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Data hack hits 380,000 British Airways customers

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The U.K.’s flagship carrier confirmed in a message on its website that the personal and financial details of customers had been compromised in the breach, adding that the stolen data did not include any information linked to passports or travel itineraries.

It’s now in the process of contacting affected customers, though at the same time it urged anyone who made transactions using British Airways’ website or app between the specified dates to contact their banks and credit card providers for advice.

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The airline also said that its computer systems have now been secured and online services are operating normally again. But as a precautionary measure, it advised affected customers — or those who believe they may have been affected — to visit ba.com and change their password.

British Airways said it was investigating the hack “as a matter of urgency” and will provide updates on the case as and when more information comes to light. The police and relevant authorities have been informed of the data theft, the airline confirmed.

Flights and bookings have not been affected, the airline said, so British Airways customers can turn up at the airport in the knowledge they’ll be able to check-in as usual.

In a statement, Alex Cruz, British Airways’ chairman and chief executive, said: “We are deeply sorry for the disruption that this criminal activity has caused. We take the protection of our customers’ data very seriously.”

This isn’t the first time British Airways has suffered at the hands of hackers. In 2015, cybercriminals accessed “tens of thousands” of accounts belonging to frequent flier executive club customers, though airline officials insisted no personal information was viewed or stolen in the breach.

While consumers have every right to demand that businesses keep their personal data secure, hardly a week seems to go by without news of another hack affecting huge numbers of people. Targeted businesses will contact you once it discovers that its systems have been compromised, but because it may take time for them to find out — or indeed to share the news — you should always keep an eye on your credit card statements and bank accounts for any suspicious activity.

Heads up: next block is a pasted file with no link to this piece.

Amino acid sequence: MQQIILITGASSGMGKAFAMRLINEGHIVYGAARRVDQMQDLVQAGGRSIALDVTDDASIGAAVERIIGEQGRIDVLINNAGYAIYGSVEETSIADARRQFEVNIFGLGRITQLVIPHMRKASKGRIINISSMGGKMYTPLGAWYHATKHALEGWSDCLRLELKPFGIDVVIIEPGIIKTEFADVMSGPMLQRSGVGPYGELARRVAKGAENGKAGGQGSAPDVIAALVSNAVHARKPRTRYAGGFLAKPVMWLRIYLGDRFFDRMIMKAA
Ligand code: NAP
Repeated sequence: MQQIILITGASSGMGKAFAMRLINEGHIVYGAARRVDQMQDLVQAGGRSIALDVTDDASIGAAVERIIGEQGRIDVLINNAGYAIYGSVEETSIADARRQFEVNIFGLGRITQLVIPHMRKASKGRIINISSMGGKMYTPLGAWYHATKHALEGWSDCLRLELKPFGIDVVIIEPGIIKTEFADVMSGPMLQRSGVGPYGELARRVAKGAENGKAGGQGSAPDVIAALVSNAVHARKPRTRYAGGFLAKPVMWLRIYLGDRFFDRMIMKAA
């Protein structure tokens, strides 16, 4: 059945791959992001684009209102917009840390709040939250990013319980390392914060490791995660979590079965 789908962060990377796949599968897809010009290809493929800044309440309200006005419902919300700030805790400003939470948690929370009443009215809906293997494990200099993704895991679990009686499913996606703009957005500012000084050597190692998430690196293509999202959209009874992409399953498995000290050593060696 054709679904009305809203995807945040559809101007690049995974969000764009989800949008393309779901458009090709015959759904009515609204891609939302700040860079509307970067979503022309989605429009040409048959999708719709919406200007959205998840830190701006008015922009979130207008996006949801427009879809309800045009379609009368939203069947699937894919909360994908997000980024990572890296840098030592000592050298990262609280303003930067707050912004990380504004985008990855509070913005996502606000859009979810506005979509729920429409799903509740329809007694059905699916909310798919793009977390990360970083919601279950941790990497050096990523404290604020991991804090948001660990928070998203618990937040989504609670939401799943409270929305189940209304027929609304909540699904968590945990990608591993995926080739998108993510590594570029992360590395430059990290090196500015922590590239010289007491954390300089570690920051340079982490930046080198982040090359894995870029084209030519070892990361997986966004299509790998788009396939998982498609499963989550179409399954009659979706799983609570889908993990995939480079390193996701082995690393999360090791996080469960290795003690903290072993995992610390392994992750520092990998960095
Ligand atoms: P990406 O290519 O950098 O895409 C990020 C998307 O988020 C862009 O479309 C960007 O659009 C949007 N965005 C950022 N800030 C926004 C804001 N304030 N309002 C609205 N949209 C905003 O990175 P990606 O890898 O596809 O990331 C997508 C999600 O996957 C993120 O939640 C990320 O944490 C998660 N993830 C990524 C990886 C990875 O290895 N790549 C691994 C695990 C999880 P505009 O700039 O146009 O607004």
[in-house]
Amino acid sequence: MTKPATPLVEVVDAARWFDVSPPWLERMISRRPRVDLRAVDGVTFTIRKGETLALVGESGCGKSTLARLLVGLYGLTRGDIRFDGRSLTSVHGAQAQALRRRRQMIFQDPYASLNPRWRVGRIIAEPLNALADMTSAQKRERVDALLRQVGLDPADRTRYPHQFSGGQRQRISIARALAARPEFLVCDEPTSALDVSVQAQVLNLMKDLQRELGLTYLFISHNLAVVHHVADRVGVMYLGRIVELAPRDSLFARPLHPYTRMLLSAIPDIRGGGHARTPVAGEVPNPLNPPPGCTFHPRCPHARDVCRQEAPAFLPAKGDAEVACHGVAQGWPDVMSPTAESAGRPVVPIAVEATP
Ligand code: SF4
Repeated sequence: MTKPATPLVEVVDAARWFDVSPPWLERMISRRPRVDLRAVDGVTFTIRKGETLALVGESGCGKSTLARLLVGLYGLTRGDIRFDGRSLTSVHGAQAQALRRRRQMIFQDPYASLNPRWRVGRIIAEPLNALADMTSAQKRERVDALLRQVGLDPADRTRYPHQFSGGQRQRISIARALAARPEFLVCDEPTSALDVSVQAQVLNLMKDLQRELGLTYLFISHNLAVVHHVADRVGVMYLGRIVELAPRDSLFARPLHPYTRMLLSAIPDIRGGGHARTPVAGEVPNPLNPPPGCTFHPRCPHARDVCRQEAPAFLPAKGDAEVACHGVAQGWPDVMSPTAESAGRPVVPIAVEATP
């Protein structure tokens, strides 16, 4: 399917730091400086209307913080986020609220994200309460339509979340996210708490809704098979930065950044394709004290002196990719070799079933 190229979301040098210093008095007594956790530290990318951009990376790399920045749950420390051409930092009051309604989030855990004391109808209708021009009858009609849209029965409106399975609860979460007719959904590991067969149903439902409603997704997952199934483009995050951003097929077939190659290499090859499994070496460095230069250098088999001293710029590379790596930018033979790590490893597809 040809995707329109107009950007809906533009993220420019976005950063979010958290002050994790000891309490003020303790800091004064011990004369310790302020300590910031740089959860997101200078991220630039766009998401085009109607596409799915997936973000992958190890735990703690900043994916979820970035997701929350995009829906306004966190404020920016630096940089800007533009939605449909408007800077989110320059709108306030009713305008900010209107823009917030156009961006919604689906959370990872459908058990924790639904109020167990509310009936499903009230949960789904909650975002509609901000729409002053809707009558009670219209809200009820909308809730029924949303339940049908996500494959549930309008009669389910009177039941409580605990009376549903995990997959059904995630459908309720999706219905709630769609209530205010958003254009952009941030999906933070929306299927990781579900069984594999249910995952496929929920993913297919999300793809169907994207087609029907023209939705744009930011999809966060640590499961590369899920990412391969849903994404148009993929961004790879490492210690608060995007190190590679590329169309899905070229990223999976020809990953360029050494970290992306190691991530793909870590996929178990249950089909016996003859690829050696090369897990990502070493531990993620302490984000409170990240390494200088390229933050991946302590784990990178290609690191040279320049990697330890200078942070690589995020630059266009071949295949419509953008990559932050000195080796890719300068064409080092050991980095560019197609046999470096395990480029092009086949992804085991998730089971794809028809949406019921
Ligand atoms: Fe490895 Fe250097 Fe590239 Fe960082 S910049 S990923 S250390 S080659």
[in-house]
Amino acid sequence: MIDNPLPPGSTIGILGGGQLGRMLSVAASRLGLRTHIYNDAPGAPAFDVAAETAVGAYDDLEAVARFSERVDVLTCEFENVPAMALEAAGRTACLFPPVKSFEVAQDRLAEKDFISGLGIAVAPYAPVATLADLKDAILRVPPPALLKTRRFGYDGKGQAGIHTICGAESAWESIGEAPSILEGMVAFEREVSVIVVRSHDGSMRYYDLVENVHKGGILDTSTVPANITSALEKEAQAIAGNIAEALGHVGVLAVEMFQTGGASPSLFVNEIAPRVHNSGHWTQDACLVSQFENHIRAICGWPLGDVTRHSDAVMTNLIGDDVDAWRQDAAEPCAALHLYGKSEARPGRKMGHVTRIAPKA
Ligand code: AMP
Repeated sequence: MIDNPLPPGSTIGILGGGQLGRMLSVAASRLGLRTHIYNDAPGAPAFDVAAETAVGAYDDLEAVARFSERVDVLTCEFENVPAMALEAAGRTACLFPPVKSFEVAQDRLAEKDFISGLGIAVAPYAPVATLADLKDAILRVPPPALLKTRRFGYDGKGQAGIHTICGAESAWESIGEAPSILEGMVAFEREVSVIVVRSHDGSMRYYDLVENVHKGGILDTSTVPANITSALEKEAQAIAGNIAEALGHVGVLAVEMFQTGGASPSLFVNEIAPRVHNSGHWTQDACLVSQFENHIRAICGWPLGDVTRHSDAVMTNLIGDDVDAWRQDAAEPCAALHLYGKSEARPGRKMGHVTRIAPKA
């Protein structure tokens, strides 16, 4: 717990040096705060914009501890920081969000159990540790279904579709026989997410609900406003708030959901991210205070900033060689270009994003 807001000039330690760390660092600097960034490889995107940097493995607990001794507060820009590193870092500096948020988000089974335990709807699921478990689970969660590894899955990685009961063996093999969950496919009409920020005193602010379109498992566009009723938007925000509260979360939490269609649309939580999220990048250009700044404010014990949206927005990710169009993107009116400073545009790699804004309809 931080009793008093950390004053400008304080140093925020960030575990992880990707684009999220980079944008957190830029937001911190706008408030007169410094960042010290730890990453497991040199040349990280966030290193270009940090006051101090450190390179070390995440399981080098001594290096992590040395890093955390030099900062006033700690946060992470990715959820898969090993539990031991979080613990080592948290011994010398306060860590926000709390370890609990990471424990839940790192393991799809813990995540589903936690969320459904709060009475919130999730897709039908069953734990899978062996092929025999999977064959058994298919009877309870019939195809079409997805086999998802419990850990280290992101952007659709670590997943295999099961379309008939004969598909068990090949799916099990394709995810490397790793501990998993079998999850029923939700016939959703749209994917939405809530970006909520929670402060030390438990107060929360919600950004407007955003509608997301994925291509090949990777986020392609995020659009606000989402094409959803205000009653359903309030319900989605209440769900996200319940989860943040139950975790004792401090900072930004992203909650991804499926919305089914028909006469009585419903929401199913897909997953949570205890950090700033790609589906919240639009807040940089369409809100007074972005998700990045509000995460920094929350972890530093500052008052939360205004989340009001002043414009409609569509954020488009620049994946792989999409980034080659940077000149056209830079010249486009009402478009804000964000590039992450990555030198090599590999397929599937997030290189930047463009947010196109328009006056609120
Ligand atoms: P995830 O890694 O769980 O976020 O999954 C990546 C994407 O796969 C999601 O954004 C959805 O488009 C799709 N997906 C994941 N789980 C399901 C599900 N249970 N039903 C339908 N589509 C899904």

Cybercriminals in possession of nabbed credit card data may try to sell it via illicit hacking forums, with buyers hoping to use it for online shopping sprees or, if possible, to withdraw money from bank accounts.

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Crime

Durban Court Convicts Nine for public violence in South Africa.

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Following the chaotic scenes that occurred after the Nedbank Cup semi-final at Moses Mabhida Stadium in April, South African Police Services (SAPS) have confirmed that nine people have been convicted of public violence.



Kaizer Chiefs were knocked out of the competition after losing 2-0 to eventual champions Free State Stars, which prompted scores of angry fans to storm the pitch, causing damage worth R2.6 million.

The SAPS issued out a statement on Thursday, revealing that nine of the 11 suspects who appeared in the Durban Regional Court in connection with the incident were successfully convicted.

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The incident left 18 people injured, with six admitted to hospital, and the match result prompted Steve Komphela – who coached Kaizer Chiefs at the time – to resign from his post after a tumultuous tenure where the club failed to secure silverware in three years.

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The club was fined by the PSL, and was forced to stage two home matches at the venue – against Polokwane City and Chippa United -behind closed doors.

Should a similar incident occur in the next 24 months, Amakhosi will have to play another home fixture without any crowd support, according to PSL sanction.

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-TheSouthAfrican.

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Crime

Nigerian: Governor Ganduje wants $8.2m for damages over bribe videos.

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A Nigerian governor Abdullahi Ganduje has sued an online portal and its publisher over viral videos that shows him purportedly receiving dollar bribes from contractors in the state.

According to the portal in question, Governor of north-central Kano State, Ganduje through his lawyers filed the suit at a High Court.



The suit filed is among other, seeking the court to restrain the portal and its publisher, Jafar Jafar, from further publishing what he called “defamatory doctored video clips.”

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The governor also wants the court to order payment of 3 billion naira ($8.2m) as damages for defamation of character. He also wants the court to order reporters to publish a public apology and syndicate same through other online platforms with global accessibility.

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Ganduje, a former deputy governor of Kano was elected for the first of two-terms in 2015. He is currently contesting for a final term when elections are next held in early 2019.

He has appeared in several video clips circulated by the Daily Nigerian receiving bribe, allegedly amounting to about $5million from contractors in the state. The portal quotes contractors as saying Ganduje personally receives from 15 to 25 percent kickbacks for every project executed in the state.

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